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Contains:  NGC 2252, NGC 2244, Rosette nebula, NGC 2239, The star 12Mon
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Rosette Caldwell 49 in BiColor HA and Oiii, 


            Vincent Lupo
Rosette Caldwell 49 in BiColor HA and Oiii

Rosette Caldwell 49 in BiColor HA and Oiii

Technical card

Resolution: 2640x2060

Dates:Jan. 15, 2015

Frames: 10x1200"

Integration: 3.3 hours

Avg. Moon age: 24.13 days

Avg. Moon phase: 29.54% job: 503625

RA center: 97.991 degrees

DEC center: 4.956 degrees

Pixel scale: 2.016 arcsec/pixel

Orientation: -176.031 degrees

Field radius: 0.938 degrees


The Rosette Nebula (also known as Caldwell 49) is a large, circular H II region located near one end of a giant molecular cloud in the Monoceros region of the Milky Way Galaxy. The open cluster NGC 2244 (Caldwell 50) is closely associated with the nebulosity, the stars of the cluster having been formed from the nebula's matter.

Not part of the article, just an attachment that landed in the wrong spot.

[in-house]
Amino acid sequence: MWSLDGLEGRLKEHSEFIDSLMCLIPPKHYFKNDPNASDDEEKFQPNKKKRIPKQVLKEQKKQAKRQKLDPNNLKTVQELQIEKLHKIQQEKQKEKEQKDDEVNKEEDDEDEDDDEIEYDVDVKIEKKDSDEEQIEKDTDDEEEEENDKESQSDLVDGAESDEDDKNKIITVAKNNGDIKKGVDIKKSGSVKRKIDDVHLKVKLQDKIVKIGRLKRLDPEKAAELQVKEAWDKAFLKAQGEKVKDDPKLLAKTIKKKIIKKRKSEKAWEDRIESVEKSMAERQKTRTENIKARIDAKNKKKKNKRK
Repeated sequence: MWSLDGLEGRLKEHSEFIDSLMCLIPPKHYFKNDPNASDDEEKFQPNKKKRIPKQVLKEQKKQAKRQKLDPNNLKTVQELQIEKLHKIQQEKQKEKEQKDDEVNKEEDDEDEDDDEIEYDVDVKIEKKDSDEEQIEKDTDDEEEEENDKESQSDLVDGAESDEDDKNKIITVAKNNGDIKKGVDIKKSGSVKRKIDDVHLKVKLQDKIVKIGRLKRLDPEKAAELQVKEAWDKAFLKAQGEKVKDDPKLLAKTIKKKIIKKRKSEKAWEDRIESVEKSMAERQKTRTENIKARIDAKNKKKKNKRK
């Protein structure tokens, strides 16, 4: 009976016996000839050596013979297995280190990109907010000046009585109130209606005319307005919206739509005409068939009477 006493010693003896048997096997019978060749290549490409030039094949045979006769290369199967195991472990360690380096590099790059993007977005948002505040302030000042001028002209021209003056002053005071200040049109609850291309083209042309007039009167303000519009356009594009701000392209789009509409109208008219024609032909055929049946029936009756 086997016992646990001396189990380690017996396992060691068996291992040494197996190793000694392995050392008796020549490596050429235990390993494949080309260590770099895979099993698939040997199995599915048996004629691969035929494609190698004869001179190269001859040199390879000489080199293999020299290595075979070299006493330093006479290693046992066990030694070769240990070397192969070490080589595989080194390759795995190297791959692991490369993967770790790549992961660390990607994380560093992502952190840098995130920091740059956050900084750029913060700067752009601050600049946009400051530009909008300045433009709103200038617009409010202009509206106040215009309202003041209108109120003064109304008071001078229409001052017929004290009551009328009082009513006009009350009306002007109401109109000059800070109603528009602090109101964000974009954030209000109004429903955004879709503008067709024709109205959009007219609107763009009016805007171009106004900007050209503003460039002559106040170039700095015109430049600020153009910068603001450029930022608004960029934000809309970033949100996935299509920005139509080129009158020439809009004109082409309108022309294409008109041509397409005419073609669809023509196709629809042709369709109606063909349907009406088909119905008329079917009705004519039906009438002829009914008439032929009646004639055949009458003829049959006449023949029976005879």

The complex has the following NGC designations:

NGC 2237 – Part of the nebulous region (Also used to denote whole nebula)
NGC 2238 – Part of the nebulous region
NGC 2239 – Part of the nebulous region (Discovered by John Herschel)
NGC 2244 – The open cluster within the nebula (Discovered by John Flamsteed in 1690)
NGC 2246 – Part of the nebulous region
The cluster and nebula lie at a distance of some 5,200 light-years from Earth (although estimates of the distance vary considerably, down to 4,900 light-years.[3]) and measure roughly 130 light years in diameter. The radiation from the young stars excites the atoms in the nebula, causing them to emit radiation themselves producing the emission nebula we see. The mass of the nebula is estimated to be around 10,000 solar masses.



Vincent Lupo
License: None (All rights reserved)

Sky plot

Sky plot


Rosette Caldwell 49 in BiColor HA and Oiii, 


            Vincent Lupo